Our next campaign was the British Pacific Fleet Campaign which saw action against Japan during 1945.
The British Pacific Fleet campaign was in two parts, a short campaign around the Palembang operation in January 1945 and a longer campaign covering the Sakishima operations from March until May.
The fighter planes flown during this campaign were Corsairs, Hellcats, Seafires and Avengers from Royal Navy aircraft carriers against Japanese fighters, Kamikazes and ground targets.
Formed in January 1945 around the four fleet carriers of the East Indies fleet together with the battleship King George V, the 283 aircraft of the BPF represented the greatest concentration of air power ever assembled by the Royal Navy.
On the 13 January the BFP left Ceylon bound for it new base at Sydney, Australia. On the way it was to attack the Japanese oil refineries at Palembang in Sumatra. The two raids, Operation Meridian one and two, were a major success and dealt a heavy blow to the Japanese, cutting aviation fuel production by seventy-five percent.
While at Sydney it was agreed that the BPF would operate alongside the US Fifth Fleet for Operation Iceberg, the invasion of Okinawa in the Japanese home islands. Designated Task Force 57 the BPF would operate on the left flank of the invasion force, interdicting Japanese reinforcements moving through the Sakishima islands from Formosa and China.
In March the fleet moves to its advanced operating base at Manus, and on the 26th commenced operations against the six Japanese airfields on the Sakishima islands. A pattern of operations developed with three days on station followed by two day refuelling and rearming at sea. The airfields were bombed continuously, with US Navy escort carriers covering while the British Pacific Fleet was away.
From April 1st the fleet was subjected to sustained kamikaze attacks from Japanese aircraft operating out of Formosa. Although some damage was inflicted the armoured flight decks of the British carriers prevented the major damage sustained by the wooden flight decks of the US Navy carriers. On the April 12 and 13 the BPF shifted its attacks west to Formosa in an attempted to destroy the Kamikaze’s airfields and take some pressure off hard press US fleet. Poor weather hampered the attacks and on the 14th the fleet withdrew to Utili atoll to replenish.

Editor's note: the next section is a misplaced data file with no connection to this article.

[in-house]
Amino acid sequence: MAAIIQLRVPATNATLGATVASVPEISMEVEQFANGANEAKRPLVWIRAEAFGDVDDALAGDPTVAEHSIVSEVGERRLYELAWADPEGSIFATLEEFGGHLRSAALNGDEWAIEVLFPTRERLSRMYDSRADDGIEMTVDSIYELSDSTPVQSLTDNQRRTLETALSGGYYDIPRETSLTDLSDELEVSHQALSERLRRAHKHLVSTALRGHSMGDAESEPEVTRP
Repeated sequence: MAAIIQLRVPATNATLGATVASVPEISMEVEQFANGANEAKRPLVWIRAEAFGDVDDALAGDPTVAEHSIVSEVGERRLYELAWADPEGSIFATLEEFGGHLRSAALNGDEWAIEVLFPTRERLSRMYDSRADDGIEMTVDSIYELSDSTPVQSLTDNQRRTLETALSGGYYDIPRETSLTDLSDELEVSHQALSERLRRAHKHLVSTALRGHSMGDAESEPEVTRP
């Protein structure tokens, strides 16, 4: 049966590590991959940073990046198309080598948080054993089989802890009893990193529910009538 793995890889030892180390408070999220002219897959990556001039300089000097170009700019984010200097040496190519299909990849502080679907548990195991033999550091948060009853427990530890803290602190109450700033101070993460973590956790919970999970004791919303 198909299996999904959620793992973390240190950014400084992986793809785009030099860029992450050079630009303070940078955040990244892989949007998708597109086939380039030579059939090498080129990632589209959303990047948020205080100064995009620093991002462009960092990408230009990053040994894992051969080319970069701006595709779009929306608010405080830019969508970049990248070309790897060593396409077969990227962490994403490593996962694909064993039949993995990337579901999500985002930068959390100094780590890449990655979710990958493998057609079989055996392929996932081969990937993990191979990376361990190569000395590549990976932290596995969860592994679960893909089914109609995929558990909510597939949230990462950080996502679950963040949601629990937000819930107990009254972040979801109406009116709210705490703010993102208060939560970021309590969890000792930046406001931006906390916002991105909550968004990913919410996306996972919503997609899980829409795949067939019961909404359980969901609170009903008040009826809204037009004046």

On April 16 the BFP was back off the Sakishima islands and continued operations until it’s final withdraw on May 21. The Sakishima operations represented the RN longest sustained period of operations at sea of the war and made a major contribution to the Japanese defeat at Okinawa. Back to Top
Supermarine Seafire III The Seafire was not well liked by the Fleet Air Arm, having a very poor record when deck landing due to its narrow and fragile undercarriage and nose heavy design. It was also hampered by its short range that restricted its use to fleet defence. As a point defence interceptor however it proved more than a match for any Japanese aircraft.
Grumman Hellcat II The Grumman Hellcat II was the preferred fighter plane of the Fleet Air Arm. However they were in short supply as the United States Navy had first call on all production. The Hellcat II was a superb naval fighter, reliable, easy to land and with good performance. Armed with six 50cal machine guns and capable of carrying two 500lb bombs.
Vought-Chance Corsair II The most numerous fighter with the BPF. Difficult to land on a carrier it was relegated to shore use with US Marine Corp. The FAA requested Hellcats from the Americans but given the Corsair. To land it safely, they softened the landing gear and used a curved approach. It was fast and could carry a large payload long distances. Armament: six 50cal machine guns.
Grumman Avenger III Designed as a torpedo bomber but proved its worth as a strike bomber carrying bombs, depth-charges and rockets. In FAA service it commonly carried four 500lb bombs delivered in a shallow dive. It carried a three man crew and was armed with twin forward firing 50cal machine guns, a rear turret with a single 50cal machine gun and a single 30cal in a ventral mount.
Fairey Firefly A single engine, multi crewed naval fighter. The Royal Navy’s insistence on carrying an observer was sensible for navigating over open ocean but the Firefly lacked the performance necessary against single seater fighters. Powered by the RR Griffon engine and armed with four 20mm cannon, its principle role was light strike and flak suppression with eight 60lb rockets.
Supermarine Walrus Two Walrus flying boats were operated from HMS Victorious and used for air-sea rescue saved many downed aircrew from under the noses of the Japanese. Back to Top